It's a Chromebook Christmas!

Hi Kennedy Families!

I have had several parents contact me asking about Chromebooks as Christmas gifts and what should they be looking for in a model (whether they are purchasing themselves or writing a list to Santa). I am a BIG fan of Google Chromebooks and Google Drive. I earned my Google Certified Educator Level 1, and many of my training sessions when I worked at the Educational Service Center were based around Google Drive and the Chromebook itself as more and more schools move away from iPads and Windows machines to Chromebooks.

What is a Chromebook anyways? I often use the phrase "it's the internet in the form of a laptop." A Chromebook uses Google's Chrome OS (not Windows or Mac). It feels a lot like Windows, with the launcher in the bottom left corner and the ability to pin apps to the taskbar. You have to have a Google account (@gmail or are both Google accounts) to log into a Chromebook.

A Chromebook runs online apps-- you can't download anything. No iTunes, no Skype, no Photoshop. You can play Pandora, do a Google Hangout, or utilize PicMonkey for those tasks though. The biggest change that people of my age or older will note is that there is no Microsoft Office-- no Word, Powerpoint, or Excel. Don't worry! Google Docs, Slides, and Sheets are a great alternative. Your kids are probably already used to using them because they are FREE and allow for easy collaboration. Some other limitations of a Chromebook include the inability to play DVD/CDs or hardwire print (you can cloud print if you have a wireless printer). Some great things about a Chromebook are that you don't need any additional software or virus protection. The price is right and the Chrome OS will automatically update, for free. Also, the battery life can be up to 8 hours without charging!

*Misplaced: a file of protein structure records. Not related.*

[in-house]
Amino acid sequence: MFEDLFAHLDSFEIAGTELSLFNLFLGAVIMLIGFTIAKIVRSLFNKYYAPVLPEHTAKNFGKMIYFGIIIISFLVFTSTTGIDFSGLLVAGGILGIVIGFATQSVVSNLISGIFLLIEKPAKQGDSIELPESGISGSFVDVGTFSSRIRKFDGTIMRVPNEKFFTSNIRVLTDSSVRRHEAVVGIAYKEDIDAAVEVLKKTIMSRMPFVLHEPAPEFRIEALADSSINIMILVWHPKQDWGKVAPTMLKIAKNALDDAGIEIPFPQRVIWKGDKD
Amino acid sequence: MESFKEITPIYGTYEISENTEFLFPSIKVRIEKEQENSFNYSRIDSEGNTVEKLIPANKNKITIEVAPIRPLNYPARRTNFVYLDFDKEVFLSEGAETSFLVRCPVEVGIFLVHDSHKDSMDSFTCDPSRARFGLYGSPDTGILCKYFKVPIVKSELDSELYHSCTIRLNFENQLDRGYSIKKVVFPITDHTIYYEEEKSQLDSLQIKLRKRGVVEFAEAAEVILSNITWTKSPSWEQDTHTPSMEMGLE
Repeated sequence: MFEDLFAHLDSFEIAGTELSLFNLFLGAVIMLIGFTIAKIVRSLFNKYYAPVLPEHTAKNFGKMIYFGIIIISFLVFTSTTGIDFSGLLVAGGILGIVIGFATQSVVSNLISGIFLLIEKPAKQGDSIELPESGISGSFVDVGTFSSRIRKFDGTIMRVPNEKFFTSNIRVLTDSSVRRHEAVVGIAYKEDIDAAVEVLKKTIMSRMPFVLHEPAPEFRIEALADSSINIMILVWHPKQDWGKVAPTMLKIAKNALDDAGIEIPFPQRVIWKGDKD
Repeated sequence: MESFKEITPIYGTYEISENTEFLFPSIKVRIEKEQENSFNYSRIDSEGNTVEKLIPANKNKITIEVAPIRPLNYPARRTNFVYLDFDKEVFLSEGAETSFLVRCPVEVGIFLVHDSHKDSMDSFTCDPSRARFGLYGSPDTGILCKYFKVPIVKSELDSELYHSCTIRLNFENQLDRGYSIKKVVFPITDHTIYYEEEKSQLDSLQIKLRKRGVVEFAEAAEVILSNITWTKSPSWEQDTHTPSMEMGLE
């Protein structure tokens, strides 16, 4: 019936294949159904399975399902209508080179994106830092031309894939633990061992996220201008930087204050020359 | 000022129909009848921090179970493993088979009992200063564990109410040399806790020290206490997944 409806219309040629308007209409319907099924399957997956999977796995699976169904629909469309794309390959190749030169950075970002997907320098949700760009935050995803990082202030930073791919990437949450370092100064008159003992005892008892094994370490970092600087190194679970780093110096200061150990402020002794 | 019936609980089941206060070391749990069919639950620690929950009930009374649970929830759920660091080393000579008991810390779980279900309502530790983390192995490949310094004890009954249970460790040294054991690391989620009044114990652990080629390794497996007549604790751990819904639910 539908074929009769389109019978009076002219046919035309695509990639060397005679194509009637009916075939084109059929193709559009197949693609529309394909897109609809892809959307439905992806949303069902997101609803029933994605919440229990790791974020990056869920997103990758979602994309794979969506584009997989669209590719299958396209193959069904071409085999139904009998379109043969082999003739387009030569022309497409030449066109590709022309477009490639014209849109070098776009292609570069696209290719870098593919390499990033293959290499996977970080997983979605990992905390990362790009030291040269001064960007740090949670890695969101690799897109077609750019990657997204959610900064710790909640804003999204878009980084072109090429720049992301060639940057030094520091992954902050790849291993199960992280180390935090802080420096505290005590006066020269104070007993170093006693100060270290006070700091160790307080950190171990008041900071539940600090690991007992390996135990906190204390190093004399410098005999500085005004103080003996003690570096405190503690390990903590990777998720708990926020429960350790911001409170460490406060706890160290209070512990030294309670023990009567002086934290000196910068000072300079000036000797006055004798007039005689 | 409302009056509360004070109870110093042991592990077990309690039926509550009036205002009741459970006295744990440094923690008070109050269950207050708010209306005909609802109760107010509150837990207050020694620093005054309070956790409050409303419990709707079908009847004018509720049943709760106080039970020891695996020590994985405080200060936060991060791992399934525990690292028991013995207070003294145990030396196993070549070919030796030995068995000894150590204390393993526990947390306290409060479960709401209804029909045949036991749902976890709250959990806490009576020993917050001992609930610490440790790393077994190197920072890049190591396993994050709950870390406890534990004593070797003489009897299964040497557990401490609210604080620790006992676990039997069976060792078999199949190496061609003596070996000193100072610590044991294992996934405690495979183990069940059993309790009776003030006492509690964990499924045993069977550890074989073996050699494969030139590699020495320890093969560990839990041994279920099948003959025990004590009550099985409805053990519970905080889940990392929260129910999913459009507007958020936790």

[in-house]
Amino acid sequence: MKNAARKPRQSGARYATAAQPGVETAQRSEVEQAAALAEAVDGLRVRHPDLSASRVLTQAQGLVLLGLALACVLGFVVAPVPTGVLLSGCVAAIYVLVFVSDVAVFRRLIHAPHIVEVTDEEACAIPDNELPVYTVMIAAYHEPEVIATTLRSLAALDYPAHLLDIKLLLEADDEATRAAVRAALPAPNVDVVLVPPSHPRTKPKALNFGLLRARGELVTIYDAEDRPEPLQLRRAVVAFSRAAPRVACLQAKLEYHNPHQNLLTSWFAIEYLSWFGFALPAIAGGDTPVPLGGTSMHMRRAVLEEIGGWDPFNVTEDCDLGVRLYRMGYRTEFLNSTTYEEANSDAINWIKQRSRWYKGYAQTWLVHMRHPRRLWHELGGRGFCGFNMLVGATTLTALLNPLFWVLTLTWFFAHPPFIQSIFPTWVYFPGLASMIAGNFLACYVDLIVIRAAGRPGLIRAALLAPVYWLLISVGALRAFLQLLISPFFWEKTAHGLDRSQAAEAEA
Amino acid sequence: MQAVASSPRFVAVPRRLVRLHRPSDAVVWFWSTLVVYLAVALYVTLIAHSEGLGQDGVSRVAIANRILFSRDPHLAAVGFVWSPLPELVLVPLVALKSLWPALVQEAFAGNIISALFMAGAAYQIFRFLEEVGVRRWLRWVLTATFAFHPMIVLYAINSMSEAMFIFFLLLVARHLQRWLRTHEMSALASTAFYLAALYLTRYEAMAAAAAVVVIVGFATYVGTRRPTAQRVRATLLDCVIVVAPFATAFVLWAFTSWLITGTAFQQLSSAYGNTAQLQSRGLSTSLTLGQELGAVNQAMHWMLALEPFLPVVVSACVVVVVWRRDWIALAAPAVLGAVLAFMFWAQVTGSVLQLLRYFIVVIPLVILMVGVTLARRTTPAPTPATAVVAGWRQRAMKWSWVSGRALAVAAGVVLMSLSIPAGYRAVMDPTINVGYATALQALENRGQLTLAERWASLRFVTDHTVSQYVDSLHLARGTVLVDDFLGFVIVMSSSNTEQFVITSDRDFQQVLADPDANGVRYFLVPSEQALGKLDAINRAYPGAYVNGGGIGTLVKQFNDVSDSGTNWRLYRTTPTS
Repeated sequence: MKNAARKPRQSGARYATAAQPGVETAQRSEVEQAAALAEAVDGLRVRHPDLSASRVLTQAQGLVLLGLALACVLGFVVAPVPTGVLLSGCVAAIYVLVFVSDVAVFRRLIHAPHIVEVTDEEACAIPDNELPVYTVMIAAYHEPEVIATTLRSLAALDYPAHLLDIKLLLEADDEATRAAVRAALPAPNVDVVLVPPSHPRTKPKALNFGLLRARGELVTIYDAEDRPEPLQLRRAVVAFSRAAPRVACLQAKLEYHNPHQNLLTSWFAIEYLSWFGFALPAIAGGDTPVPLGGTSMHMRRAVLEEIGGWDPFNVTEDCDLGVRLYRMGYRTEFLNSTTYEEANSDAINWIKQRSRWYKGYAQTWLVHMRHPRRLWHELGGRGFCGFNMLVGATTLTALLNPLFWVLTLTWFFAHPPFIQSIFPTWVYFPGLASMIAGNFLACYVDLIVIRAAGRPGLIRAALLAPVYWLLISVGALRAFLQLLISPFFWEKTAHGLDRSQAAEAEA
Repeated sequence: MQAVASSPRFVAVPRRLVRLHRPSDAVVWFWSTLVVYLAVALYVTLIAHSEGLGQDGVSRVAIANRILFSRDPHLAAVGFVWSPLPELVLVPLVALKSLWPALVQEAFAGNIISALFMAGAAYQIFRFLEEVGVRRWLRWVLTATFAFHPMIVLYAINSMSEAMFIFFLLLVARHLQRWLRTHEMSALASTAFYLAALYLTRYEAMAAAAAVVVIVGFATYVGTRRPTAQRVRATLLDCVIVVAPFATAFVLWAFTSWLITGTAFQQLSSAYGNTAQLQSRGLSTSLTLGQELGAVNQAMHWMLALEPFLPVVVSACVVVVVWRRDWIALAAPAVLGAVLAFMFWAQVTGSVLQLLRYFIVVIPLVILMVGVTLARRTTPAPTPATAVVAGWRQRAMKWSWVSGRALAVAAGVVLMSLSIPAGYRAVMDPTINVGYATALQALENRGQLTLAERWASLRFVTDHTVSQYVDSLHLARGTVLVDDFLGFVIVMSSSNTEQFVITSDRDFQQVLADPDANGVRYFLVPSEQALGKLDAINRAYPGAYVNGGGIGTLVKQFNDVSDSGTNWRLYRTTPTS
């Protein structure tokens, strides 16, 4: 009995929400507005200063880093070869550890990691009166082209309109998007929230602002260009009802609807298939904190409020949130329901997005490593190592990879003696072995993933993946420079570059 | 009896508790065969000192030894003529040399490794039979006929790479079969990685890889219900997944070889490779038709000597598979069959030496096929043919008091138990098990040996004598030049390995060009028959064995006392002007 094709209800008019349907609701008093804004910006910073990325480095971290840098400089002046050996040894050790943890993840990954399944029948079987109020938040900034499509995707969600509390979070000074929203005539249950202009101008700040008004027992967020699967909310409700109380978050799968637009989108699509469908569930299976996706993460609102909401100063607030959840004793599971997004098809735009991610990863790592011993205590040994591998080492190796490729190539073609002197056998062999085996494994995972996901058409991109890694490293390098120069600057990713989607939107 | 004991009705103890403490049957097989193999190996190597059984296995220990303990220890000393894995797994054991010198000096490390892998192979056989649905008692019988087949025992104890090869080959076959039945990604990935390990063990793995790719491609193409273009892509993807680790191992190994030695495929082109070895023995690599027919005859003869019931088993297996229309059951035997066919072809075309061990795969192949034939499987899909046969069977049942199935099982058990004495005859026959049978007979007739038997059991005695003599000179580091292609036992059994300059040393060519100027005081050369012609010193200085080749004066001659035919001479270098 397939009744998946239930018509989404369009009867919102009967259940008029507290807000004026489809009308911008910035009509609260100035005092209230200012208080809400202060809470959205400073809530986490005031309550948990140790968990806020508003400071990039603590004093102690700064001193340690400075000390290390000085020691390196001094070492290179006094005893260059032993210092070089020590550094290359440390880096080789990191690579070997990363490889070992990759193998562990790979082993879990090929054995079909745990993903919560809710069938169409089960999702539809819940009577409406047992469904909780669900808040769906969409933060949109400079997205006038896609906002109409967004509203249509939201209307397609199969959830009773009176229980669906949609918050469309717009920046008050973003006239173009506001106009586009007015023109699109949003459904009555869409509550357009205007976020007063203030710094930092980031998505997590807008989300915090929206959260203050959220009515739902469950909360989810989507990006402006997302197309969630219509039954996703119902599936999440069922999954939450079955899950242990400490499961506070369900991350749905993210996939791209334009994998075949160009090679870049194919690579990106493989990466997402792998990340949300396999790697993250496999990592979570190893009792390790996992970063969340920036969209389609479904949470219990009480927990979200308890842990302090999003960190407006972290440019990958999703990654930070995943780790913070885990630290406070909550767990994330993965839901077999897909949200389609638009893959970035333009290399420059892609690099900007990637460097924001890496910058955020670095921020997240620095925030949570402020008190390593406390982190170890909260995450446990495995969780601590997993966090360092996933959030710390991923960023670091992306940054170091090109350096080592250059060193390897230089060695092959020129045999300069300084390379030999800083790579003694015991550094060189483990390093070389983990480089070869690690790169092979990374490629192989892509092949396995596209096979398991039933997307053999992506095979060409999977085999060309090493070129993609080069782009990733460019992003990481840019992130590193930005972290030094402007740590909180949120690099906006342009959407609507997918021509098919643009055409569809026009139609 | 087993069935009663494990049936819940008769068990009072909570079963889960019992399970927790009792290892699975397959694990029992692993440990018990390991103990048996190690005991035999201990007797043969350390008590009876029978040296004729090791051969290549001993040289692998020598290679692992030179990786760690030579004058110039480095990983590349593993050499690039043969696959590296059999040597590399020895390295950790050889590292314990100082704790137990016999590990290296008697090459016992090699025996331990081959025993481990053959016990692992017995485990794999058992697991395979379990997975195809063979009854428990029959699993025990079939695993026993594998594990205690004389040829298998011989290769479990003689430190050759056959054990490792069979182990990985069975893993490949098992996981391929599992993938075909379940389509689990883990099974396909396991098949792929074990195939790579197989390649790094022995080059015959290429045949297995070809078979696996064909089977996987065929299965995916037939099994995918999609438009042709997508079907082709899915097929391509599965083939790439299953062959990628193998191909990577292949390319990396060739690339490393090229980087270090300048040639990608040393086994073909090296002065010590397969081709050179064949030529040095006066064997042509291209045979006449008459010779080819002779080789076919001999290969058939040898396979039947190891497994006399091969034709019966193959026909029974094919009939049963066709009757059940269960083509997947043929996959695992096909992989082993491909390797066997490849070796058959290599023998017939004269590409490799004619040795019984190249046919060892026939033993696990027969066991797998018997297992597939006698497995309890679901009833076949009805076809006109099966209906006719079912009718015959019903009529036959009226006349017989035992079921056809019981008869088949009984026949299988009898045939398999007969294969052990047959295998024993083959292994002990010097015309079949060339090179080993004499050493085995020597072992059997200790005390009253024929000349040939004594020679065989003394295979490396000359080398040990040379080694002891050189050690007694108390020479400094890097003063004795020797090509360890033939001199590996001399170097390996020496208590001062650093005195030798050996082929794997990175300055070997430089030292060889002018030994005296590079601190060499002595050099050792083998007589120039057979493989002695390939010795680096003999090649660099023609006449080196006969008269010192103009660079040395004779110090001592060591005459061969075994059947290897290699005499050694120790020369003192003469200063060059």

There are a few options for Chromebooks. One is clamshell vs. convertible. Clamshell means that the top only opens like a flip top up to 180°, while the convertible opens all the way around to create a tent or tablet. The convertible format is always touchscreen capable, whereas the clamshell can be a touchscreen or not.
Examples of convertible configurations
The other thing to consider for a Chromebook is the memory. Most work on a Chromebook is done "in the cloud" so there isn't a need for a lot of memory. A hard drive size of 64 GB is most common and probably sufficient, although some can go up to 1 TB. Some Chromebooks have USB ports for jump drives and some do not.

Screen size can also vary with the Chromebook. Students at both upper and lower use 11.6" screens but you can get them as large as 15.6". If you are getting a "family" Chromebook that will stay at a desk or table, a larger screen may be the answer. The 11" are great for portability and weight.

Lastly is "brand name" value. Big hitters like Samsung, Dell, and HP all make Chromebooks. You can also look at more bargain names like Lenovo, ASUS, and Acer.

Santa brought my girls Lenovo N22s last Christmas. These are clamshell, non-touch screen versions of the Chromebook. I wanted them to acquire mouse and keyboard skills instead of using a touchscreen (which they are very good at through iPhones and iPads). The students at Upper and Lower have been supplied with HP 11 G4 Education Editions. When looking at demo Chromebooks for the school, my second choice was the ASUS 11.6" Ruggedized and Water Resistant.

The links will bring you to Amazon, but you can find great deals at Best Buy, Walmart, or Target as well. I would suggest looking at the models in person if possible, then looking for the best price. With Black Friday coming up, I am sure that Chromebooks will be on the list of great deals. My target price for a clamshell, non-touchscreen, 11" screen would be $180.

If you have any questions about purchasing a Chromebook for Christmas or sending the specs to Santa, you can comment below or email me.


Alyse Consiglio


  1. College student here. I'm a super cheap guy and have worked with a few school Chromebooks (Samsung and Asus) in high school. I'm really just wanting a typing interface for classes to take digital notes with as I like keeping my MacBook at home and my Fire and Bluetooth keyboard are terribly slow and don't pull up desktop pages well. I'm thinking of getting a decommissioned Chromebook off of eBay, ideally for $50 or less. Think that's a good idea?

    1. *by decommissioned I mean from school use

    2. Chromebooks used in schools were probably used daily and put in and out of a cart several times a day. If the Chromebook is 3 years old or less, I think that is a viable option. Anything over that you may be better off with a new one (I have heard of Black Friday deals approaching $100).


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